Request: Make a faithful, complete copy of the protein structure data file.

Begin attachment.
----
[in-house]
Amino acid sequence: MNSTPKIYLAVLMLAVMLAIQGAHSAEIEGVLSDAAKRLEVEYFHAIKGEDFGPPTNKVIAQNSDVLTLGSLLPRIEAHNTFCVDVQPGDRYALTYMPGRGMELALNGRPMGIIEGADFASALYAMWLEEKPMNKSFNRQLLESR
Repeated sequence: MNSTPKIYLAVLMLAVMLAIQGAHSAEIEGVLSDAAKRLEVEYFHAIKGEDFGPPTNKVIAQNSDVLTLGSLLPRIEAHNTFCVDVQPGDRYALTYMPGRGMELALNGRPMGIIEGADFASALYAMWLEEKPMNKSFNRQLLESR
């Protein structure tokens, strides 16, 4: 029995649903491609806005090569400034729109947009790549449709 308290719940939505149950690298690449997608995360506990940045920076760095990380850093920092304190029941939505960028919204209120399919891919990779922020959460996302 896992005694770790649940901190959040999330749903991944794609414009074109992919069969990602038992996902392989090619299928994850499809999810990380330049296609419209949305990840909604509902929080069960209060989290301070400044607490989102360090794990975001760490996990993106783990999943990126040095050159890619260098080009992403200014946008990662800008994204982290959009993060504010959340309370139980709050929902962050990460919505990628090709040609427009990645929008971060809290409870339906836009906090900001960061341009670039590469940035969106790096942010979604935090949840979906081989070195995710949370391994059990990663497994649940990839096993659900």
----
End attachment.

[in-house]
Amino acid sequence: MNSTPKIYLAVLMLAVMLAIQGAHSAEIEGVLSDAAKRLEVEYFHAIKGEDFGPPTNKVIAQNSDVLTLGSLLPRIEAHNTFCVDVQPGDRYALTYMPGRGMELALNGRPMGIIEGADFASALYAMWLEEKPMNKSFNRQLLESR
Repeated sequence: MNSTPKIYLAVLMLAVMLAIQGAHSAEIEGVLSDAAKRLEVEYFHAIKGEDFGPPTNKVIAQNSDVLTLGSLLPRIEAHNTFCVDVQPGDRYALTYMPGRGMELALNGRPMGIIEGADFASALYAMWLEEKPMNKSFNRQLLESR
């Protein structure tokens, strides 16, 4: 029995649903491609806005090569400034729109947009790549449709 308290719940939505149950690298690449997608995360506990940045920076760095990380850093920092304190029941939505960028919204209120399919891919990779922020959460996302 896992005694770790649940901190959040999330749903991944794609414009074109992919069969990602038992996902392989090619299928994850499809999810990380330049296609419209949305990840909604509902929080069960209060989290301070400044607490989102360090794990975001760490996990993106783990999943990126040095050159890619260098080009992403200014946008990662800008994204982290959009993060504010959340309370139980709050929902962050990460919505990628090709040609427009990645929008971060809290409870339906836009906090900001960061341009670039590469940035969106790096942010979604935090949840979906081989070195995710949370391994059990990663497994649940990839096993659900």